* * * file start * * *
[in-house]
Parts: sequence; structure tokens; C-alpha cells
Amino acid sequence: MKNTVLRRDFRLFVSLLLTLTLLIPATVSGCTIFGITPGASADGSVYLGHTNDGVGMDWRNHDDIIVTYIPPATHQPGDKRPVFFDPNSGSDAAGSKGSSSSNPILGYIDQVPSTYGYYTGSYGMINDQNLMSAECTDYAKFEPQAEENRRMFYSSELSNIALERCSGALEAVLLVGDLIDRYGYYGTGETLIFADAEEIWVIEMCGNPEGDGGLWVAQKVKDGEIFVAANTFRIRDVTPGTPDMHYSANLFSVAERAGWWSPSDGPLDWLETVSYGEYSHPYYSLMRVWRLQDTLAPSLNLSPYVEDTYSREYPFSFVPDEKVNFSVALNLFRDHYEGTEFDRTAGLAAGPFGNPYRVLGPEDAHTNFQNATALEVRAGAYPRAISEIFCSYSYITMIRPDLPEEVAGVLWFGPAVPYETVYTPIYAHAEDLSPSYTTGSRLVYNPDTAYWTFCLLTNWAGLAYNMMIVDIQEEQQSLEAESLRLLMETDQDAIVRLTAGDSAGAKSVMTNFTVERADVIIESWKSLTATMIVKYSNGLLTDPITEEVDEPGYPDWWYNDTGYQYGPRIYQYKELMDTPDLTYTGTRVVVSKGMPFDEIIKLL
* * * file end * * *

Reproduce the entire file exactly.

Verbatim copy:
[in-house]
Parts: sequence; structure tokens; C-alpha cells
Amino acid sequence: MKNTVLRRDFRLFVSLLLTLTLLIPATVSGCTIFGITPGASADGSVYLGHTNDGVGMDWRNHDDIIVTYIPPATHQPGDKRPVFFDPNSGSDAAGSKGSSSSNPILGYIDQVPSTYGYYTGSYGMINDQNLMSAECTDYAKFEPQAEENRRMFYSSELSNIALERCSGALEAVLLVGDLIDRYGYYGTGETLIFADAEEIWVIEMCGNPEGDGGLWVAQKVKDGEIFVAANTFRIRDVTPGTPDMHYSANLFSVAERAGWWSPSDGPLDWLETVSYGEYSHPYYSLMRVWRLQDTLAPSLNLSPYVEDTYSREYPFSFVPDEKVNFSVALNLFRDHYEGTEFDRTAGLAAGPFGNPYRVLGPEDAHTNFQNATALEVRAGAYPRAISEIFCSYSYITMIRPDLPEEVAGVLWFGPAVPYETVYTPIYAHAEDLSPSYTTGSRLVYNPDTAYWTFCLLTNWAGLAYNMMIVDIQEEQQSLEAESLRLLMETDQDAIVRLTAGDSAGAKSVMTNFTVERADVIIESWKSLTATMIVKYSNGLLTDPITEEVDEPGYPDWWYNDTGYQYGPRIYQYKELMDTPDLTYTGTRVVVSKGMPFDEIIKLL